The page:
Cohn: Turnout Not Pivotal in Trump’s Electoral College Win

In Nate Cohn’s post “A 2016 Review: Turnout Wasn’t the Driver of Clinton’s Defeat” at The Upshot, he mines data indicating that, in the 2016 presidential election, “the turnout was only modestly better for Mr. Trump than expected,” and “To the extent Democratic turnout was weak, it was mainly among black voters. Even there, the scale of Democratic weakness has been exaggerated.” Further,

Instead, it’s clear that large numbers of white, working-class voters shifted from the Democrats to Mr. Trump. Over all, almost one in four of President Obama’s 2012 white working-class supporters defected from the Democrats in 2016, either supporting Mr. Trump or voting for a third-party candidate.

This analysis compares official voter files — data not available until months after the election — with The Upshot’s pre-election turnout projections in Florida, Pennsylvania and North Carolina. The turnout patterns evident in these states are representative of broader trends throughout the battleground states and nationwide.

The turnout was slightly and consistently more favorable for Mr. Trump across all three states. But the turnout edge was small; in one of the closest elections in American history, it might not have represented his margin of victory.

Cohn explains that “the black turnout was roughly in line with our pre-election expectations.” However, “On average, white and Hispanic turnout was 4 percent higher than we expected, while black turnout was 1 percent lower than expected.” African American turnout,  Cohn notes, “was significantly lower than it was four or eight years ago, when Mr. Obama galvanized record black turnout,” but not far our of line with what pre-election studies anticipated.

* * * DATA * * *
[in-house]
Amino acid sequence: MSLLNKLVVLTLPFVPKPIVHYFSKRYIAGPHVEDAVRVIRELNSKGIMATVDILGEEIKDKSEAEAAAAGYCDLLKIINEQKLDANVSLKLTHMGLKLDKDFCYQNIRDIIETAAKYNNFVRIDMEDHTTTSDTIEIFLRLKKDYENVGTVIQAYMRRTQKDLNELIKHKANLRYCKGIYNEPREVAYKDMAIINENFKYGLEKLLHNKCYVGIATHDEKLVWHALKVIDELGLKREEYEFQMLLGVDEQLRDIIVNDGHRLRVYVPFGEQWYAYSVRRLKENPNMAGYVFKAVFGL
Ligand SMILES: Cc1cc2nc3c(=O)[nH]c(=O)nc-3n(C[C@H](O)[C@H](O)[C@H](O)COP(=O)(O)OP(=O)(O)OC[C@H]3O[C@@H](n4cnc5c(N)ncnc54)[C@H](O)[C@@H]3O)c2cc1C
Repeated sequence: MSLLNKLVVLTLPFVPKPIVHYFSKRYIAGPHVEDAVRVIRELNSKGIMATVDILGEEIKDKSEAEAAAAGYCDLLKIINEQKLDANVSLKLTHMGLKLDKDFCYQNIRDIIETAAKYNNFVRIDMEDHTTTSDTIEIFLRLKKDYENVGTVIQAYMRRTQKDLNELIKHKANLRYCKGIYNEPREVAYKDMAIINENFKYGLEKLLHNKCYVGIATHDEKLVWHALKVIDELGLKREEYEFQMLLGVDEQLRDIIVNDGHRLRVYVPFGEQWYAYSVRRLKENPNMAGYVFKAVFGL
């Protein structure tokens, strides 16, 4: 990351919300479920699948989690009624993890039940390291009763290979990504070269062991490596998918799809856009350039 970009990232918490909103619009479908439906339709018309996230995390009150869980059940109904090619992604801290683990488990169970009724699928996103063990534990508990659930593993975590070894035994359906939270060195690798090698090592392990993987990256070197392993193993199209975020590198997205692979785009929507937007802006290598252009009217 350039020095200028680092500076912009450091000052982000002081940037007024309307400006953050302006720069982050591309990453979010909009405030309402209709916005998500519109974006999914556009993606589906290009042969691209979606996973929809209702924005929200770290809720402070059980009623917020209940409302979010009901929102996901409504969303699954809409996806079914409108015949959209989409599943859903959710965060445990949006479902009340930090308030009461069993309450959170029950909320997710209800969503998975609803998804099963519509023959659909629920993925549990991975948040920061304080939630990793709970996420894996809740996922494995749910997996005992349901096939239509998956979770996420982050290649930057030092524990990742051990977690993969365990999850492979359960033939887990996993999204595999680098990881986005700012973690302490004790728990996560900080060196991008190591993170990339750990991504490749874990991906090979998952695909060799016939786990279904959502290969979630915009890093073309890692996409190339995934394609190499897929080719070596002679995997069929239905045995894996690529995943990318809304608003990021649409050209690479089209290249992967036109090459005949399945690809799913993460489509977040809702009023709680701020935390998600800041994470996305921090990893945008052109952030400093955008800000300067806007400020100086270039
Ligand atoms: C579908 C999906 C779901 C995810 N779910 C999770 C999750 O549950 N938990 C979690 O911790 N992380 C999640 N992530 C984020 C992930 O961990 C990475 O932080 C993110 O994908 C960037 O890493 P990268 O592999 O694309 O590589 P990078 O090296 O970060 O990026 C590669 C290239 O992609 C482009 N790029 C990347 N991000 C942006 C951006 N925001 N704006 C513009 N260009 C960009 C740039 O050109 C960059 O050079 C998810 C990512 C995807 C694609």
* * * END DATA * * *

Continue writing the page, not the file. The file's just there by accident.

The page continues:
Cohn cites a broad increase in white voter turnout “among young voters, Democrats, Republicans, unaffiliated voters, urban, rural, and the likeliest supporters of Mrs. Clinton and Mr. Trump.” But “The greatest increases were among young and unaffiliated white voters.” Cohn adds that “The turnout among young and white Democratic voters was quite strong,” and he sees a slight edge for Trump in voter enthusiasm among his supporters. “Over all, the turnout among white voters with a greater than 80 percent chance of supporting Mr. Trump was 7 percent higher than expected, while the turnout was 4 percent higher among white voters with greater than an 80 percent chance of supporting Mrs. Clinton.”

“If turnout played only a modest role in Mr. Trump’s victory,” concludes Cohn, “then the big driver of his gains was persuasion: He flipped millions of white working-class Obama supporters to his side…The voter file data makes it impossible to avoid this conclusion.”

None of this is to argue that Democrats wouldn’t benefit from a more effective effort to turn out their base. It’s just a description of what really happened in the November elections. But it does corroborate the argument that Trump secured his electoral college victory in the predominantly white working-class precincts of the battleground states.